•   9 million Australians attended an arts festival in 2016. Arts festivals are diverse and accessible, bringing local communities together in immersive experiences and encouraging regional and international tourism.
      •   This survey saw a substantial increase in the number of Australians attending theatre or dance from 2013 (42% to 53%), as well as increases for visual arts and craft, and new data which shows 1 in 5 Australians attend literary events such as book clubs, talks and festivals.
      •   The downward trend in the proportion of Australia who donate money generally is not reflected in arts giving. 1 in 4 Australians give time or money to the arts reflecting their value in our lives.

Read the survey results here

5 responses to “Attendance is up but Australia Council chief calls for a demystification of the arts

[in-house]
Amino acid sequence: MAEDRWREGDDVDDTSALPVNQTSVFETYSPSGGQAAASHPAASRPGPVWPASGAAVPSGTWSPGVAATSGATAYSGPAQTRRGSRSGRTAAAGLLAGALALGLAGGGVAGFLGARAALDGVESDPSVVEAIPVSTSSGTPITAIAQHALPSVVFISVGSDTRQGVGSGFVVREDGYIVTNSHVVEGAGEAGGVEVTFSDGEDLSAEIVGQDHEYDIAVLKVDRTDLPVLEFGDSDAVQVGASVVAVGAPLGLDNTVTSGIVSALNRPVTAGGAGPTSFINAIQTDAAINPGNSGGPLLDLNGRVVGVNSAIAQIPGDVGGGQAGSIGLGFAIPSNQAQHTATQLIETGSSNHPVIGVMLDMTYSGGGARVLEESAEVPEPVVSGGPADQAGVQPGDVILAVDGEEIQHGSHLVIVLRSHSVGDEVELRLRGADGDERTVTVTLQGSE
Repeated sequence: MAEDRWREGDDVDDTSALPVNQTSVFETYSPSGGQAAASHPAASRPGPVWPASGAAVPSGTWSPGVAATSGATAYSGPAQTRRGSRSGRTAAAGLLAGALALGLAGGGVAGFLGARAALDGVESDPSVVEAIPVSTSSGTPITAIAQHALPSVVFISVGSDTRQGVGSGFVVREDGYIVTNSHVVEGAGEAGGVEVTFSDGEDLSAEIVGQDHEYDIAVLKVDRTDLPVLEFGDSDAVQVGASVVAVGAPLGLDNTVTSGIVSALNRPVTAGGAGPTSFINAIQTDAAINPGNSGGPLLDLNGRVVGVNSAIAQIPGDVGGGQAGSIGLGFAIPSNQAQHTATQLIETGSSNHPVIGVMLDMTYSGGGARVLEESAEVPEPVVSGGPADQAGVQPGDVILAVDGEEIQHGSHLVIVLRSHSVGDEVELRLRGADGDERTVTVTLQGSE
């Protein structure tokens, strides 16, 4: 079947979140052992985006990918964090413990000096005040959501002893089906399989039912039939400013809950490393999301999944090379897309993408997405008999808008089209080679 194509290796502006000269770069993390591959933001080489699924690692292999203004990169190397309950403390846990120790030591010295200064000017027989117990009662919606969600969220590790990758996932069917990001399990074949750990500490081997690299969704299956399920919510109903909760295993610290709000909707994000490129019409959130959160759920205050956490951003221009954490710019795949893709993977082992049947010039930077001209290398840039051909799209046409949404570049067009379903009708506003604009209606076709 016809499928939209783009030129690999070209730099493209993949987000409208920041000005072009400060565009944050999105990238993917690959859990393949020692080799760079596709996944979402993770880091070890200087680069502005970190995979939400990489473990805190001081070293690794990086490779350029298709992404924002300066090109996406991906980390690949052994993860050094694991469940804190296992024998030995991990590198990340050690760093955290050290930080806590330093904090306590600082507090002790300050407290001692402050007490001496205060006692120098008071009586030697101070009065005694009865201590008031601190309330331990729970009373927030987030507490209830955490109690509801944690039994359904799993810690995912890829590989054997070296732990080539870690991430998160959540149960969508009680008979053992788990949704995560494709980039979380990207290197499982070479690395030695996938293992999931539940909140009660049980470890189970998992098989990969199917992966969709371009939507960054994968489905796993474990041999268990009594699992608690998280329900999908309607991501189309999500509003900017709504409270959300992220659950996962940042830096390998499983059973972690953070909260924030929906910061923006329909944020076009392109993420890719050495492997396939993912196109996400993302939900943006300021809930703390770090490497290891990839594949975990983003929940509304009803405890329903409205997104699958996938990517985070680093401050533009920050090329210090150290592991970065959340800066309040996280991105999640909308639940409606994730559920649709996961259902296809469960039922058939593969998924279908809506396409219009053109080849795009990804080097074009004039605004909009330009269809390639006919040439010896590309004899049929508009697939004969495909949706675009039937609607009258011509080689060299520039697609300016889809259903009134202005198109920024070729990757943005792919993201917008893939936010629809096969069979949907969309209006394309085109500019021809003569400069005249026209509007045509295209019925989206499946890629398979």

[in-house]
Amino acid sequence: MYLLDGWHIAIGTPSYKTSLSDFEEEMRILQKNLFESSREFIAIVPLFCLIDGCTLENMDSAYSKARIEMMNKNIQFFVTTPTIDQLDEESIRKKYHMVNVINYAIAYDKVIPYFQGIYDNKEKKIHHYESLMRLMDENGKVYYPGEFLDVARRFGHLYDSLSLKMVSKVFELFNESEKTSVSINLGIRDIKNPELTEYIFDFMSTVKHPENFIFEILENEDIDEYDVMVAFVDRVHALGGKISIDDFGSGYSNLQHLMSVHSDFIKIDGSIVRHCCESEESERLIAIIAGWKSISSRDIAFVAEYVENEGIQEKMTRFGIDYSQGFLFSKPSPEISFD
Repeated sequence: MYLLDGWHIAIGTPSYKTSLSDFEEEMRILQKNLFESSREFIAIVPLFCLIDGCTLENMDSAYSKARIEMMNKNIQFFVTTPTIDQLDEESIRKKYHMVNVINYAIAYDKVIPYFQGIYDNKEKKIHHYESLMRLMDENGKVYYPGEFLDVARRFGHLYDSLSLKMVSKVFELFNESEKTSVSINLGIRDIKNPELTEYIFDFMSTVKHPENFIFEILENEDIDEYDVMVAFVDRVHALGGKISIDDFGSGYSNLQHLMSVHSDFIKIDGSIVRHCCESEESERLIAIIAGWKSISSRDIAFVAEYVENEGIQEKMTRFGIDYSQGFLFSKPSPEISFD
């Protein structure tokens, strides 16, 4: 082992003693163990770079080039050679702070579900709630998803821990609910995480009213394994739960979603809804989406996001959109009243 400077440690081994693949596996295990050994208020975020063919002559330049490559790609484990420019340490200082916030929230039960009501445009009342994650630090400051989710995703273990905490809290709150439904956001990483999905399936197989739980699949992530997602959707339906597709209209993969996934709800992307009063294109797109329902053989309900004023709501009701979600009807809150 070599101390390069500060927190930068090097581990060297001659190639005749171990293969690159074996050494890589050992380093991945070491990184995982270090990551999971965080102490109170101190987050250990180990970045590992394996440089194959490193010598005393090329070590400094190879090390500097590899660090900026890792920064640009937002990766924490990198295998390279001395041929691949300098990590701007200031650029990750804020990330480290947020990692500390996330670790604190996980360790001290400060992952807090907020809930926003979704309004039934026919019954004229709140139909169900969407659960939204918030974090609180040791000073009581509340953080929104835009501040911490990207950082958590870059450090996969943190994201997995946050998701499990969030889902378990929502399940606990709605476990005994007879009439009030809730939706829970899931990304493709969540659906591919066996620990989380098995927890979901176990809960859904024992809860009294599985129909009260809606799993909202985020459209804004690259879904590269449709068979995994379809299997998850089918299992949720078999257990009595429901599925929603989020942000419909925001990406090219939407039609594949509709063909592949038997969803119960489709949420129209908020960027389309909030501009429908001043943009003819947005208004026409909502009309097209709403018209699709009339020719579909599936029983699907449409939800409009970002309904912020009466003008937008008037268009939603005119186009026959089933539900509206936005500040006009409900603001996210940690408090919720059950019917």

1. Somewhere buried in a box of reports and papers I have a copy the “Australian and The Arts” report prepared by Saatchi & Saatchi for the Australia Council in 2000. If I recall correctly, that report also argued that the arts needed to be ‘demystified’. The question of how Australians defined the arts was also an issue back then. As you might expect from Saatchi & Saatchi, one of their suggestions was that there needed to be a rethinking of the ‘brand image’ of the arts in Australia. The 2000 report called for a broad promotional strategy suggesting that the definition of what counts as ‘the arts’ should be broadened, and that social and practical barriers to wider participation be addressed. Perhaps when reports like the National Arts Participation survey are released, they should also be accompanied by a summary of what has already been done in response to earlier reports. I look forward to the establishment of a new “art demystification unit” within the Australia Council (insert appropriate emoji here to demonstrate that this is a flippant remark, rather than a serious suggestion).